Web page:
Poland amends Supreme Court changes, ignoring E.U. condemnation
Poland’s ruling Law and Justice party (PiS) passed a legislative amendment through Parliament on Wednesday reversing changes it had made at the Supreme Court that the European Union (E.U.) condemned as undemocratic. The European Union's top court has ordered Poland to "immediately suspend" its decision to lower the retirement age of its Supreme Court judges, which it said threatens judicial independence. The E.U. had led unprecedented proceedings against Poland over "systemic threats" to the rule of law that could see its EU voting rights suspended. The European Commission, the bloc's executive arm, also took Poland's government to the European Court of Justice (ECJ) for lowering the age at which Supreme Court judges must retire from 70 to 65.
The PiS formed government in 2015 and enjoys strong public support, benefiting from strong economic growth, generous welfare spending, and nationalist rhetoric. The government defended the April 3 retirement law as part of reforms needed to tackle corruption and overhaul a judicial system still haunted by the communist era. Prime Minister Mateusz Morawiecki said, "We will see what these (EU) institutions are proposing. When we take them into consideration, several possibilities will be analysed." Polish Justice Minister Zbigniew Ziobro told Parliament, “We are fulfilling our obligations. At the same time, we are pushing forwards with our changes in the justice system.”
In October, the European Court of Justice ordered Poland to suspend the judicial overhaul which had forced many judges to retire, effectively enabling PiS to select their replacements, one of several steps the E.U. said weakened the country’s rule of law. Since its implementation, more than twenty Supreme Court judges, or one-third of the total, have been forced to quit. Under Wednesday’s amendment, judges who were retired can return to work.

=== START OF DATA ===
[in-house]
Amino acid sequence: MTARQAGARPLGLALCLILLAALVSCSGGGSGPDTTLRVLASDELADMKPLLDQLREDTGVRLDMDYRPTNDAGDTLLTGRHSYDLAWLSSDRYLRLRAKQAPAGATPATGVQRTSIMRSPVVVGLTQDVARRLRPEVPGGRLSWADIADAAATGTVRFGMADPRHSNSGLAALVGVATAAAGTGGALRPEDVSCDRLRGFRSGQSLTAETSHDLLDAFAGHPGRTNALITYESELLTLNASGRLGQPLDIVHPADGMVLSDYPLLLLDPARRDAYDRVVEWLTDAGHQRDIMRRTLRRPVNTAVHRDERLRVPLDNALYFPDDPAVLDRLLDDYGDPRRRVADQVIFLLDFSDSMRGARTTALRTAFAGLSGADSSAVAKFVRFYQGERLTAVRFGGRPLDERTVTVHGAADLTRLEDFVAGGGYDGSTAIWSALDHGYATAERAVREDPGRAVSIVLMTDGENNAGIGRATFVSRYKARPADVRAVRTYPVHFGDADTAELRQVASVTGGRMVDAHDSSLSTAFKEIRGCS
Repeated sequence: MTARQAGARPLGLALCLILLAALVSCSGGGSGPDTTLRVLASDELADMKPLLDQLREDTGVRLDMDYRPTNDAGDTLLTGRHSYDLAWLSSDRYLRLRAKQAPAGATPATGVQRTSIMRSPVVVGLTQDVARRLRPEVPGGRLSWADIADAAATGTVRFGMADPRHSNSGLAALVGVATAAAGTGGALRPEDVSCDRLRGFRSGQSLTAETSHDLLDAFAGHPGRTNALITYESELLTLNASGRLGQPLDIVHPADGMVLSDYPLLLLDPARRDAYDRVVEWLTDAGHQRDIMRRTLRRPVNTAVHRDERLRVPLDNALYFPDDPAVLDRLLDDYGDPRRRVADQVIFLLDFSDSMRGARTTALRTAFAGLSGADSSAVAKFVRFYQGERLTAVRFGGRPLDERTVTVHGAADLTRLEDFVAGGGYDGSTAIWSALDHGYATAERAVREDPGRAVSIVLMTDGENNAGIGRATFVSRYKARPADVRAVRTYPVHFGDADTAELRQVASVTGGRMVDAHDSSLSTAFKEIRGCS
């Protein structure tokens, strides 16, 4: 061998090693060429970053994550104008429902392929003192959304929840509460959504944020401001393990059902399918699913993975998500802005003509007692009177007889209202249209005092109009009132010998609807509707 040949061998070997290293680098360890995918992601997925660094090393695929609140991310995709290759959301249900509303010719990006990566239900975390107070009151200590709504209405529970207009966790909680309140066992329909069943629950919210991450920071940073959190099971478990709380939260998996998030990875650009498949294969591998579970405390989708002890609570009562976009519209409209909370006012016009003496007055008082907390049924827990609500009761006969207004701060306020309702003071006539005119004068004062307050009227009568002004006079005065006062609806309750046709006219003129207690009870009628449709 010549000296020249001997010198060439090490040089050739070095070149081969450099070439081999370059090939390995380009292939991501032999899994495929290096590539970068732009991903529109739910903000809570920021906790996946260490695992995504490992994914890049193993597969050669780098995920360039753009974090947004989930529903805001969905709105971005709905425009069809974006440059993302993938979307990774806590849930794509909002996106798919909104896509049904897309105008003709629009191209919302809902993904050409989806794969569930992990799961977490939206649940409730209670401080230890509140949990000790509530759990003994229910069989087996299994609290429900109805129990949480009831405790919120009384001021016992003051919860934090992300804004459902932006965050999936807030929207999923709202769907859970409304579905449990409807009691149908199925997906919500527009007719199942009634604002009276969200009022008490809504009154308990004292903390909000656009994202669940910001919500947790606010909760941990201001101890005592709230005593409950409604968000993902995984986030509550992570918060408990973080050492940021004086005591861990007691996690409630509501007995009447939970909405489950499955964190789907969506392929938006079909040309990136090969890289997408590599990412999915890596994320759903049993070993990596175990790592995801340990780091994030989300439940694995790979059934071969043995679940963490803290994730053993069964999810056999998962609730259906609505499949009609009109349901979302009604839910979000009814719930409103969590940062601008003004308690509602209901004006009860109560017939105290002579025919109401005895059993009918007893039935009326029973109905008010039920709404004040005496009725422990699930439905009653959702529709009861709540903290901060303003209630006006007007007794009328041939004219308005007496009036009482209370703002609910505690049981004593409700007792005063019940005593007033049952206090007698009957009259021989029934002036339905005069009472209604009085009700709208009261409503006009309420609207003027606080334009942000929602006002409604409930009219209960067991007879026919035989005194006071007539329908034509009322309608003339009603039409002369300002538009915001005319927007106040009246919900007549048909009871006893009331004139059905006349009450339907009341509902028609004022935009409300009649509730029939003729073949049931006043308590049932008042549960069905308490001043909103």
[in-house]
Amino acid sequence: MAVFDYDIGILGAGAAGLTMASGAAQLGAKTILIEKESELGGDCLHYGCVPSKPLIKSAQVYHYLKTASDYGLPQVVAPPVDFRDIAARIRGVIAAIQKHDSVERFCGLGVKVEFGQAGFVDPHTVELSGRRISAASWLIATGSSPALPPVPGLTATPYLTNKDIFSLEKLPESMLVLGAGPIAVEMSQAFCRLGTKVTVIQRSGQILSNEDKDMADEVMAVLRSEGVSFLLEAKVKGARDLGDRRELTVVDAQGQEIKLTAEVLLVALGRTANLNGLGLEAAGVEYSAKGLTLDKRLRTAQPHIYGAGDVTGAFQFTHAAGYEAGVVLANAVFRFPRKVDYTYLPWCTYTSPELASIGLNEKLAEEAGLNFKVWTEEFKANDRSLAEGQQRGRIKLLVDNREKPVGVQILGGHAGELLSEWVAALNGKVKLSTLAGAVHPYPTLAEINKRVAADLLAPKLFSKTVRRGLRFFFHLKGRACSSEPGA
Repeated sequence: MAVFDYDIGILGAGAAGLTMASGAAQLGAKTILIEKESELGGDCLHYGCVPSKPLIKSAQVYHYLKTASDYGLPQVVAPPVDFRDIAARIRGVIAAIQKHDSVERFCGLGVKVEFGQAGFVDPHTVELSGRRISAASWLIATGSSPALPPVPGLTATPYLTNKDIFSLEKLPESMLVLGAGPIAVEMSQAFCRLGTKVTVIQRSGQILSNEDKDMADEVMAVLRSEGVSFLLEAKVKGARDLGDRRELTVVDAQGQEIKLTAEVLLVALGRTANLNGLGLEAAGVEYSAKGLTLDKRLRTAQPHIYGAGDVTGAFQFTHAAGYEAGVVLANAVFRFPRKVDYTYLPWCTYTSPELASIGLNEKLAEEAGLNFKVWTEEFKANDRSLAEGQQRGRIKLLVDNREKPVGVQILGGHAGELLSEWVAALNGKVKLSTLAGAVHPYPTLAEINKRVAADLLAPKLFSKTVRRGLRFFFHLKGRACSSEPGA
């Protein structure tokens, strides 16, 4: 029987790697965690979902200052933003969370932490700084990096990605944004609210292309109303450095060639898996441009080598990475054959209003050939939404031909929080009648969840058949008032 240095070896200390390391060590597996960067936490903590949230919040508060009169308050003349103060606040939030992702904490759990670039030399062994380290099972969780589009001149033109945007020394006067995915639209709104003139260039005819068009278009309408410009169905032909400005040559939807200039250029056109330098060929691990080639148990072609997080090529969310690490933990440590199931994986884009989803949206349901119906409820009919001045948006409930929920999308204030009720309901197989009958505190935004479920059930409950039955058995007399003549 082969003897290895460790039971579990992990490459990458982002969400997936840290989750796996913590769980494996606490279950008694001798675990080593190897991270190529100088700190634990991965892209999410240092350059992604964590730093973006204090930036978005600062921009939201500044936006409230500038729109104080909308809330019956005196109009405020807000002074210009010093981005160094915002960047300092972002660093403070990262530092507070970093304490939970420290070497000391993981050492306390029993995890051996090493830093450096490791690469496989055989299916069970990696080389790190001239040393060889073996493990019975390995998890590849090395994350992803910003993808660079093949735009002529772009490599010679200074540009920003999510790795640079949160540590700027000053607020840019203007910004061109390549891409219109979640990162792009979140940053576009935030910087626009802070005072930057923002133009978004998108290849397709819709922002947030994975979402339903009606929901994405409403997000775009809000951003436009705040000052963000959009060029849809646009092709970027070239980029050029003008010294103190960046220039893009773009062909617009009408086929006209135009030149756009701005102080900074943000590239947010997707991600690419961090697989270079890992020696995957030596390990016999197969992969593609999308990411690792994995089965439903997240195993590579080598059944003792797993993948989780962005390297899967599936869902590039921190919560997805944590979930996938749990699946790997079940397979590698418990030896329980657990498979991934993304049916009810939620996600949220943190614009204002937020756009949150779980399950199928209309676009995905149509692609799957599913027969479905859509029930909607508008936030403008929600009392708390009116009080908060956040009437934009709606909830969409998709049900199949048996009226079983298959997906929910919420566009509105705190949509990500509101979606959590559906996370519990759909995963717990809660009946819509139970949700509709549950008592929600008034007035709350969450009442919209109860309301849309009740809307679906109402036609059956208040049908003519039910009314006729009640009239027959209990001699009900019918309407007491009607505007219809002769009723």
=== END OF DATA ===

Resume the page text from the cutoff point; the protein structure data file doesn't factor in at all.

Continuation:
U.S. President Trump warns of government shutdown next month over border security
United States (U.S.) President Donald Trump warned there could be a government shutdown next month over security on the border with Mexico, suggesting he could hold up a funding deal if no more money is provided for a wall between the two countries. The U.S. Congress faces a deadline next month to fund parts of the federal government and a possible showdown over money for Trump’s proposed border wall. Democrats, who gained control of the House in this month’s midterm elections said they will be even less motivated than before to meet Trump’s wall demands. If the Republicans and Democrats cannot reach a funding deal, there would be a partial government shutdown, with so-called “essential services,” including some at the Department of Homeland Security, remaining in operation.
President Trump said he has given the military the authorization to use lethal force if necessary, on the border with Mexico, and warned that the United States could close the whole border with Mexico for a period of time “if we find that it gets to a level where we are going to lose control, or our people are going to start getting hurt.” This would mean “Mexico will not be able to sell their cars into the United States,” he added. Vehicle exports from Mexico to the United States in 2017 totaled 2.3 million units.
U.S. Defense Secretary Jim Mattis said on Wednesday that he had been granted authority to allow troops on the Mexican border greater powers to help protect border officials and would await direction from the Department of Homeland Security. Secretary Mattis said troops could help protect the border agents with shields and batons but would be unarmed.
China builds on a new reef in the South China Sea, escalating regional tension and risk of war
China, which has been aggressively claiming strategic waterway, the South China Sea, by building of military and other installations on artificial islands and reefs has raised concerns over the possibility of military conflict or war for areas surrounding the country China. Vietnam, Malaysia, the Philippines, Taiwan, and Brunei have competing claims in the South China Sea. Earlier this month, the United States (U.S.) once again urged China to halt militarization of the South China Sea, but China said it had the right to build “necessary defense facilities” on what it considers its own territory and urged Washington to stop sending warships and military planes close to the islands that Beijing claims. China has frequently lambasted the U.S. and its allies for freedom of navigation naval operations near to Chinese-occupied islands.
The islands China occupies are off-limits to foreigners, with access under the effective control of the People’s Liberation Army though they are technically administratively part of China’s southern Hainan province. China has said some civilian facilities on the islands are intended for use by others in the region, but the government has given few details about how that may work in practice.